Researchers have identified six important pre-reading skill areas that we can help children develop before they learn to read -around the age of six. 6 by 6, Ready to Read: Six Skills by Six Years was developed by Johnson County Library, Johnson County, KS.
Looking for hands-on activities to help your child develop their pre-reading skills? You've come to the right place.
Have Fun with Books
If we want our children to enjoy books and reading, we have to make reading fun! Print motivation is a crucial part of early literacy and is easy to incorporate into your daily routine. Choose books your child loves (yes, even if it is the millionth time), find books you enjoy reading aloud, and read with enthusiasm. Never force reading and don’t be afraid to stop halfway through a story. Young children that see reading as fun are more likely to be motivated to learn to read later!
- Make books an everyday part of your life and visiting the library a regular stop.
- Look for books with repeated phrases so your children can learn to join in on the story!
- Don’t be afraid to let babies explore board books. Chewing and tossing is just their curiosity at work!
- Add some drama to your storytimes! Reading with silly voices, animal noises, and ridiculous facial expressions add to your child’s understanding of storytelling and makes the experience more fun.
- Make books accessible in multiple parts of your house and carry them with you. Books make a great addition to your diaper bag!
- Make sure your child knows that you love to read too. Read in your free time, tell them when you are reading on your electronic device, and check out books for yourself at the library.
Notice Print All Around You
Before a child can learn to read, they need to understand some basic concepts about how books work and that all those squiggly lines might mean something. Print awareness includes knowing how to handle a book, following the words on a page, understanding that print has a purpose, and realizing that print can be found everywhere. Help your child build this skill by taking the time to notice how words, pictures, and books are used.
- Help your child understand how a book works by pointing out the cover, making note of the author and illustrator, and letting them turn the pages.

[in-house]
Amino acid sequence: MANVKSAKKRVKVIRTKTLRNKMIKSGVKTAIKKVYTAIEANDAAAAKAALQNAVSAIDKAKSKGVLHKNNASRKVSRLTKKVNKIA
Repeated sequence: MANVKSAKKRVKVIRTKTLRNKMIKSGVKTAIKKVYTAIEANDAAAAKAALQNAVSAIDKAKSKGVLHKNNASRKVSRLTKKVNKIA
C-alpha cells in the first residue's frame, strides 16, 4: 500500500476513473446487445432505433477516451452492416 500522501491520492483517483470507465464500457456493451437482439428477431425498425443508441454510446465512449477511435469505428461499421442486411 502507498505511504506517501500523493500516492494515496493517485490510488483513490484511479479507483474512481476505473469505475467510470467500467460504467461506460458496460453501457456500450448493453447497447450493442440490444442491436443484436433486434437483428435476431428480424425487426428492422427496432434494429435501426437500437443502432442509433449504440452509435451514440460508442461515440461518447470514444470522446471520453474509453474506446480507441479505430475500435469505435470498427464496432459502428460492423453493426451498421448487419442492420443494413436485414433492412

- Encourage writing in imaginative play activities! Have your child ‘write’ grocery lists, postcards, speeding tickets, and more.
- On your next walk or errand, point out the letters and pictures you see on signs, clothing, and license plates.
- Help your child make a book using blank paper. Talk about the different parts (cover, words, pictures, beginning, middle, and end) as you make it.
- Read to your child each day. Children will learn how to handle a book simply by watching you. Turn the book upside down to see if your kid can recognize what is going on.
- Let children help in the kitchen by reading the recipe together, creating a picture recipe, or pointing out the steps as you go.
Talk, Talk, Talk
Young children learn language by hearing people around them talking. Babies begin babbling by echoing the sounds they hear, toddlers react to you pointing and naming things, and older children respond to what you say with long-winded stories and explanations. Help develop your child’s vocabulary by providing them with words and what they mean. Provide your child ample time to talk to you and truly listen to what they have to say (even if it is just gaa-gooo-ba-ma).
- Even though babies cannot speak, they still need to hear a lot of words every day. Talk about where you are going while in the car, read your shopping list out loud at the grocery store, and say goodnight to lamps and closets before you tuck your child in at night.
- It is easy to get stuck in a rut asking your child to point to their nose, ears, head, and so on. Why not add in some vocabulary words and have your toddler find their thigh, bellybutton, ankle, and knuckles?
- Name all the things you can see in a particular room in your house. Be sure to talk about what each item is used for. Do this simple activity often enough and your child will be able to identify and use the objects on their own!
- If English isn’t your first language, speak to your child in the language you know best. This allows you to explain things more fluently so you child can learn more.
- Even young children will enjoy the pictures and information that can be found in the nonfiction section of the library. When your child tells you about a train or jellyfish, you can read more information from the book to help expand their vocabulary, knowing the names of things, actions, and ideas.